Merit was never a dirty word for Blacks. Competing on merit empowered us to destroy racist stereotypes about our capabilities, shatter color barriers, and pioneer inventions that improved all Americans’ quality of life.

For example, do you know someone whose cataracts were removed by laser eye surgery? Thank Dr. Patricia Bath. This ophthalmologist pioneered laser eye surgery and advocated for preventive blindness, earning her the “ultimate reward” of restoring sight to the blind. 

Bath enjoyed many firsts, including being the first woman to chair an ophthalmology residency program in the United States. In 1986, she discovered a new device and less painful method to remove cataracts. Despite a colleague’s sexist denials of her breakthrough, Bath became the first Black female doctor to receive a medical patent for her treatment.

merit-based program set Bath on a career path. In high school, she won a competitive research opportunity from the National Science Foundation at Yeshiva University. Bath called it “life changing” for a White Jewish school teacher to mentor her, a Black teen from Harlem. 

Bath’s story offers more than a Black History Month lesson. It illustrates a solution to boost the participation of Blacks, racial minorities, and disadvantaged kids in underrepresented disciplines such as the sciences. 

Today, 5% of doctors identify as Black, and 6% of ophthalmologists are from minority groups. Perhaps we could inspire more youth to follow in this path by providing more enrichment programs and rigorous courses of study to gifted young people of different backgrounds. We must challenge their intellectual curiosity, not dull it.

Today, as part of a war on merit in K-12 education, honors classes are eliminated, accelerated math is abandoned, admissions to selective high schools are relaxed, and high-school entrance exams are scrapped in the name of equity. Critics claim such programs contribute to racial segregation, although data suggest otherwise. According to Education Trust analysis, Black and Latino students are “shut out” of advanced placement STEM courses despite an interest in those subjects because of systemic racism.

Opponents of honors classes believe they have a moral imperative to achieve equitable outcomes. Yet they ignore the Black and Hispanic students who stand to suffer from the elimination of gifted educational programming.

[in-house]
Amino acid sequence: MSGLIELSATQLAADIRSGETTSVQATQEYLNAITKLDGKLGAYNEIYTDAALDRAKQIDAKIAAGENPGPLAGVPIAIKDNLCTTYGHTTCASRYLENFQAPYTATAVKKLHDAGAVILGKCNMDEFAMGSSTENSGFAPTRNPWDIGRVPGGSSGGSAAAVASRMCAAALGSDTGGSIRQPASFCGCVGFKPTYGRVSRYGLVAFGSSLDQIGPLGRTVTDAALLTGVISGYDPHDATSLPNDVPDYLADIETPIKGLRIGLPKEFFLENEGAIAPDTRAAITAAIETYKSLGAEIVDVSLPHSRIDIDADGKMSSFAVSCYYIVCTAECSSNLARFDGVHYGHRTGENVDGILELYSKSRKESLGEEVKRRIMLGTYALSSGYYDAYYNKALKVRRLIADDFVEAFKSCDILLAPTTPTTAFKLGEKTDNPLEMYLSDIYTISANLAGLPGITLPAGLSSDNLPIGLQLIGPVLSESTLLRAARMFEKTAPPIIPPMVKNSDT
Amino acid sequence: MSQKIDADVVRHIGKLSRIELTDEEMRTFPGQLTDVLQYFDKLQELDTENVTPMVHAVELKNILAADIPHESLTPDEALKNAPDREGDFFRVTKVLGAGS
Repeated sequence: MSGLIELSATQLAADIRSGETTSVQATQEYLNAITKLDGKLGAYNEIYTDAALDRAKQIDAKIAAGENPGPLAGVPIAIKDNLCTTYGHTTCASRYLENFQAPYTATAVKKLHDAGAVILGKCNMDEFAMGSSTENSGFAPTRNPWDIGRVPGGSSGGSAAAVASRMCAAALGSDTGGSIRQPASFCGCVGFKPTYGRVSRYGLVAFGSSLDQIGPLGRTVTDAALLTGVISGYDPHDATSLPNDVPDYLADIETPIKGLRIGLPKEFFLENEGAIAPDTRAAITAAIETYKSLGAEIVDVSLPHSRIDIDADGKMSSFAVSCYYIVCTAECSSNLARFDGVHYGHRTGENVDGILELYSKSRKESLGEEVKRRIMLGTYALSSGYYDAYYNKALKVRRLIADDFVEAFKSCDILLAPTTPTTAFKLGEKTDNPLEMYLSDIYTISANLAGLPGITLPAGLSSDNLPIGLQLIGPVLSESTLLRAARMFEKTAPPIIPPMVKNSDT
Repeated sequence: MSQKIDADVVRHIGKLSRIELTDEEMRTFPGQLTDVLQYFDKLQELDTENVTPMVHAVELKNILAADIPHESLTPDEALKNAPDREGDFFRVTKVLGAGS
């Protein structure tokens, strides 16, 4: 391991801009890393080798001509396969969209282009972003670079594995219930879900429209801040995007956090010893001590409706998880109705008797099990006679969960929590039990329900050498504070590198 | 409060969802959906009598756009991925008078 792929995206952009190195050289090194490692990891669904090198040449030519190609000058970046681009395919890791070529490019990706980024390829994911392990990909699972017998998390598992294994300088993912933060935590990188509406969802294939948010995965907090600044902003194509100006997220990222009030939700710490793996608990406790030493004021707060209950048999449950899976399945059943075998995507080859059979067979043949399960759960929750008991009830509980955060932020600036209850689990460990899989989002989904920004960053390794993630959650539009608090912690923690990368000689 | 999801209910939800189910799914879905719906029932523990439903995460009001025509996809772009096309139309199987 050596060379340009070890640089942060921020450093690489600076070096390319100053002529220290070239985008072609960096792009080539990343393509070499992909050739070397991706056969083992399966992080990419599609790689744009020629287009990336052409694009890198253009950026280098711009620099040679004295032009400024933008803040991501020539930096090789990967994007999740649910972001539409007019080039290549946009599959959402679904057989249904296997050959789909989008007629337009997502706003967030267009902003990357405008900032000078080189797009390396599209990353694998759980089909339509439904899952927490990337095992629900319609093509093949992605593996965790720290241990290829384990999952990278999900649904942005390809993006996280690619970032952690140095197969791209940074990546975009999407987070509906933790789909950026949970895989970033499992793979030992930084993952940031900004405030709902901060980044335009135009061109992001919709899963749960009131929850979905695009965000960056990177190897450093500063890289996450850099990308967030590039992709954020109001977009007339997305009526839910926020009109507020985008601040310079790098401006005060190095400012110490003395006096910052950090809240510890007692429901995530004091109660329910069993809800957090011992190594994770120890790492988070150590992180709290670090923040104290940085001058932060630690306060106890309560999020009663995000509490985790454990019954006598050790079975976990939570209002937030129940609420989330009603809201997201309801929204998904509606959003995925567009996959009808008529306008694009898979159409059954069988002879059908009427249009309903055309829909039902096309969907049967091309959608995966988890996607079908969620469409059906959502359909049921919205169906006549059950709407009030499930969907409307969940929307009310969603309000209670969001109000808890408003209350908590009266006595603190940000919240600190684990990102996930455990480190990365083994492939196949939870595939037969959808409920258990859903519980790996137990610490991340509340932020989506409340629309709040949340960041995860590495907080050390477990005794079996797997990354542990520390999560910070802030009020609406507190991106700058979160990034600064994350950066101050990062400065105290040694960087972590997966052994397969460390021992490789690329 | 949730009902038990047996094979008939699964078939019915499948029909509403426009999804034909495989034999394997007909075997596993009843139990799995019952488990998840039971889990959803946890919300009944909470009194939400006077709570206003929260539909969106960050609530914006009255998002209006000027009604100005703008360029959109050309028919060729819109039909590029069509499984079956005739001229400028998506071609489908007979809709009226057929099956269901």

Merit-based programs operate as burners lighting a fire under a gifted young person. Kids, especially those from low-income households and struggling minority homes, are pushed to the limits of their abilities in these programs, rather than being held back. Some of them persevere against added obstacles of poverty, unstable homes, cultural assimilation and discrimination.

I know firsthand how transformative such programs are. In the 1990s, I was an immigrant, latch-key kid excelling in my inner-city elementary school, but bored with my education. A program for gifted public school students sponsored by a local private school changed that. 

Every Saturday morning, I walked onto a sprawling, pristinely-maintained campus outside of Boston, a stark contrast from the blighted and violent neighborhood of my public school. I engaged in science experiments, arts, physics and the performing arts through enrichment activities that my school could never afford or make time for. 

Later, I earned a seat at the prestigious Boston Latin School, the nation’s oldest public school. There, I took a number of honors and advanced placement courses, earning scholarships and college credits years later.

Both experiences introduced me to other precocious kids of different races and ignited my interest in challenging disciplines. Undoubtedly, high standards and intellectual rigor in my formative years laid the groundwork for my public policy and media career. 

Social justice bureaucrats are fighting for equality of outcomes by lowering standards and eliminating gifted programming from public schools. Parents are right to push back for the sake of their children’s education. Increasingly, they are winning. 

The principal of Patrick Henry High School in San Diego, California, reinstated honors American literature and U.S. history after concerned parents and students objected to her decision to quietly remove them. In Rhode Island, parental outcry led school officials to return English honors and “honors with distinction” in social studies at Barrington High School.

In Culver City, California, parents are fighting for honors English classes to be reinstated. Educators claim that all students can simply be taught the high-level material, but as a ninth-grade first-generation Cuban student at the school explained, “There are some people who slow down the pace because they don’t really do anything and aren’t looking to try harder.” 

Parents can’t save merit alone. Alumni have a duty to speak up. Private organizations and donors must also partner to expand gifted educational programming for top achievers who otherwise would be excluded.

By committing to equality of opportunities – not outcomes – for all students, we will pave the way for more Black inventors, doctors and scientists to pioneer life-changing discoveries or cultivate future leaders to change our world.